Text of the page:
The recent integration of the floating point technical specifications (TS) has had a disastrous effect on the set of reserved identifiers in C. If C2x would go through as it currently stands about 1700 identifiers that were completely unprotected and unannounced would enter the global name space and nasty conflicts with user code would become unavoidable. There have been several attempts in history to introduce scoped identifiers to C, but we can’t wait for such miracles to happen before C2x is supposed to come out.
Therefore, in a paper for WG14 that will be debated in the next meeting in Ithaca, I propose to take emergency measures and rename most of these new identifiers before they hit the public. On a complementary aspect, we propose decent names for the newly introduced floating point types.
N2426 Jens Gustedt, Contain the floating point naming explosion
A new edition of the book Modern C is now available under a CC license via the following page
This edition is the result of a collaboration with Manning, and improves a lot over the previous edition; material has been rewritten and reordered, a lot of graphics have been added. Manning is in the process of producing nicely formatted print and eBook versions of this, you may also find links and information how to purchase this through the central link above.
The C committee (AKA WG14) has now moved to construct the next real revision of the C standard. This is commonly referred to “C2x”, where the “x” is supposed to represent the digit of the year in which this new standard will appear. The whole procedure is ruled by the C2x Charter that describes and fixes what kind of additions and improvements we want to see in C2x.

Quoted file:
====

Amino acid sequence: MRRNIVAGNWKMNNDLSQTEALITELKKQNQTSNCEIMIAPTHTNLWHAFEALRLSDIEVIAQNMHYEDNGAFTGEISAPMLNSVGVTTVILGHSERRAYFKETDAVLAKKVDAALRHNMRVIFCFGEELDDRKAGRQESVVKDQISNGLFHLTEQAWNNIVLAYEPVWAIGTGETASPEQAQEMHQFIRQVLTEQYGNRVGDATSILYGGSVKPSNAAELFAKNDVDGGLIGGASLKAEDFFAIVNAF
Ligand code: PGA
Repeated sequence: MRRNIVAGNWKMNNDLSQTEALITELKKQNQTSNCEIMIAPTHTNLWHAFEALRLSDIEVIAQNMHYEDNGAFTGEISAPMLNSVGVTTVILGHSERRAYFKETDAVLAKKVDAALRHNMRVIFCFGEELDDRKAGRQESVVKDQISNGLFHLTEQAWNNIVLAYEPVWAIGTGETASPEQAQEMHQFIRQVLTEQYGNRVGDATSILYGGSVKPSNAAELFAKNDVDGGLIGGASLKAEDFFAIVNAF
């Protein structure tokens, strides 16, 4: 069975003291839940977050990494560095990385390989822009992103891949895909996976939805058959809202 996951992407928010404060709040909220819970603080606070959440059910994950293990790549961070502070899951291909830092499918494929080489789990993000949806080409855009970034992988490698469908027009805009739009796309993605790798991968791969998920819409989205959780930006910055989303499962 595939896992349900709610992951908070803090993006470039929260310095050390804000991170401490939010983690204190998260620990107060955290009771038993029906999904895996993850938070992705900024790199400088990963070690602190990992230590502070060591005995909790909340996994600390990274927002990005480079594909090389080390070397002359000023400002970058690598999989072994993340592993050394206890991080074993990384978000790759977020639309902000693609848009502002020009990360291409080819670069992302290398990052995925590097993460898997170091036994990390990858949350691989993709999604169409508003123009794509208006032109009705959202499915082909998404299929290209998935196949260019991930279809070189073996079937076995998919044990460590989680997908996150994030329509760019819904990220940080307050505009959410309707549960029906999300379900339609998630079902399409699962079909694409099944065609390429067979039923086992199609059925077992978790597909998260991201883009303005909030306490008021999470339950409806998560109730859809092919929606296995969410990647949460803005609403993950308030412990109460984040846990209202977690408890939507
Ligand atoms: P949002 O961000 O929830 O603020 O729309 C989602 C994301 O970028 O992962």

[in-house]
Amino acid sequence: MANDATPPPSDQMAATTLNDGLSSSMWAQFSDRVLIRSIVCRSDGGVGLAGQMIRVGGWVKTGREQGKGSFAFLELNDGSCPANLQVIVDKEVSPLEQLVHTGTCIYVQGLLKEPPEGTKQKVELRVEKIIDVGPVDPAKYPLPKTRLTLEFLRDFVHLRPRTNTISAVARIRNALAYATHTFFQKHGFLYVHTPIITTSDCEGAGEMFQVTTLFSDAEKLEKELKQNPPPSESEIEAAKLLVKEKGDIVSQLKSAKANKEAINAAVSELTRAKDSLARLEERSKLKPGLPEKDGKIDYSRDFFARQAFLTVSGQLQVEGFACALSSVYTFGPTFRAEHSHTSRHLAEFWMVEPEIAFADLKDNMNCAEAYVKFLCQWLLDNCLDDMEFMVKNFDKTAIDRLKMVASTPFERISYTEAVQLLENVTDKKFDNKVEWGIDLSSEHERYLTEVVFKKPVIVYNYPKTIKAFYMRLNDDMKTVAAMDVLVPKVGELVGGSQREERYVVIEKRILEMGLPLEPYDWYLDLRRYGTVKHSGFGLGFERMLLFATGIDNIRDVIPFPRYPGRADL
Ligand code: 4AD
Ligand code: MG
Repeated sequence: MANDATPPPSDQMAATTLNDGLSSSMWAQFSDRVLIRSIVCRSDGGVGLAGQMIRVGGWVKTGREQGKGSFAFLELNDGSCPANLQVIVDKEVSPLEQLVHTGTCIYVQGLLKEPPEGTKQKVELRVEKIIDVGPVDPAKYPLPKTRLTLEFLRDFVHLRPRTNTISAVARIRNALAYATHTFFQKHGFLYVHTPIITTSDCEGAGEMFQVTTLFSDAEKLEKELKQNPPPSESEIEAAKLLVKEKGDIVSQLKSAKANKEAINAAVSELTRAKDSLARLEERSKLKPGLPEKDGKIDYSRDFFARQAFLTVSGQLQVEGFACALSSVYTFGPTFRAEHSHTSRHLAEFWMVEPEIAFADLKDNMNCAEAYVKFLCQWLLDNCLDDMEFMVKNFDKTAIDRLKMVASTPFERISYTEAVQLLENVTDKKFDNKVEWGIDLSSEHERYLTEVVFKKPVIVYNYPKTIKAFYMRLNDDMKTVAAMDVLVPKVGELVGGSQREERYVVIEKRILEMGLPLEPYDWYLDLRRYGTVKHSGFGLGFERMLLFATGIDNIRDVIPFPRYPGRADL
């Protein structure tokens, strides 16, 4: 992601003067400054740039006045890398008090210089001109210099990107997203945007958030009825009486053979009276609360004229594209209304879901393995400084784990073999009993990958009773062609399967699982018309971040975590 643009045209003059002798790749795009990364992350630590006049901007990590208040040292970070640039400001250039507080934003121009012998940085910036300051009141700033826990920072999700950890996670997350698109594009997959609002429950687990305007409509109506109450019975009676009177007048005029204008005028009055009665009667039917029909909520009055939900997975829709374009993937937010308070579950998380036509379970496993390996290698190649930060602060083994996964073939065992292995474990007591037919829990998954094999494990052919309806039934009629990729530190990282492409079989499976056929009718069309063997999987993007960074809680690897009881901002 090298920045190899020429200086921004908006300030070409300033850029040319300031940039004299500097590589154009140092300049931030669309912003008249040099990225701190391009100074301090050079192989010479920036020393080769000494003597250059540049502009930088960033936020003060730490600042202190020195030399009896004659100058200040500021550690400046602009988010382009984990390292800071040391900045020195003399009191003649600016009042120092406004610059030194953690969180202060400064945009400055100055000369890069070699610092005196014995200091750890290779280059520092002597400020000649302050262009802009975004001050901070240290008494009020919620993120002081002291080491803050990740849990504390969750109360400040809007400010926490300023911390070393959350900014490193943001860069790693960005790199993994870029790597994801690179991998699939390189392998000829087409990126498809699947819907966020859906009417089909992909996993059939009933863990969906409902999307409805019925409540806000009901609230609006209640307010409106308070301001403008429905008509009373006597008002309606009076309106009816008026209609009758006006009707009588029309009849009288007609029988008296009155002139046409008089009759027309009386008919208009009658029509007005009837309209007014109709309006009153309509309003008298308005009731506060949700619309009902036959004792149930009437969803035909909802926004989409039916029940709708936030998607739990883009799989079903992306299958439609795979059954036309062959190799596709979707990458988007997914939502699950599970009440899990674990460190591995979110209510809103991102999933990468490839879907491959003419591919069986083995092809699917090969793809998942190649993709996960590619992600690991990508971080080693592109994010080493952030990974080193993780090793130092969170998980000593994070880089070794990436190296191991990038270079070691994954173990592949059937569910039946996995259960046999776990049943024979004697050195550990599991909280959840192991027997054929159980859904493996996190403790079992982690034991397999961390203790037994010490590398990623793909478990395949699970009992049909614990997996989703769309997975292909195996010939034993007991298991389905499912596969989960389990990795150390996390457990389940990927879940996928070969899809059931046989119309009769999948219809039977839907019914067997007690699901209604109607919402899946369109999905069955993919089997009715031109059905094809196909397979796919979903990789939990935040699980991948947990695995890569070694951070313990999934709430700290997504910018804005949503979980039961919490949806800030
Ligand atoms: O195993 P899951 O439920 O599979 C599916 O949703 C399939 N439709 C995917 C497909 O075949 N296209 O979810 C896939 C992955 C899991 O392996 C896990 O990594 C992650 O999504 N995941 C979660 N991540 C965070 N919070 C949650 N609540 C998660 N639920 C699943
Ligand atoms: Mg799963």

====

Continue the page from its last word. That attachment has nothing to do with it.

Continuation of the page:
We regularly publish working drafts that includes the changes that have been added so far. Other than for the C17 process, that was a pure bug fix release, such working papers introduce normative changes and are public and so I will keep up links to the ones that I find relevant, here. The first of these is still mostly C17, with only a few additions:
The most recent ones can be found here:
We keep a list of changes and their status here
For discussion of all of these changes and other possible features that you like (or don’t) to be included in C2x, please refer to the appropriate channels. The best is to get involved in the standard’s process by adhering to your national standards body, come to the WG14 meetings and/or subscribing to the committee’s mailing list. Please have in mind that all contributions should be constructive, we aren’t fans of abusive language, insults or denigration.
Comments for this page are switched off. If you have spotted errors or omissions, please contact me directly via mail. Plain mail, please, no twitter or alike, this is your Turing test.
Possible future additions to the C standard
There are many other ideas and documents floating around for inclusion into C2x. The following list is certainly not complete and biased by my personal preferences:
- Ease the definition of extended integer types, see N2303
- Add wide or bignum integer types
- Add type generic interfaces for string functions to the C library, see N2068
- Add general constants for all data types
- Extend the concept of integer constant expressions (ICE)
ATOMIC_VAR_INIT, see n2390
- Revise atomics, see n2389
- Revise threads, see n2391
- Revise the memory model, see N2294
- Remove K&R function declarations and definitions
- Remove one’s complement and sign-magnitude representations of signed integers, see N2218
- Remove the
* form of VLA function parameter declarations
- Improve array bound propagation and checks
- Add a new calling conventions with error return for library functions that avoids the use of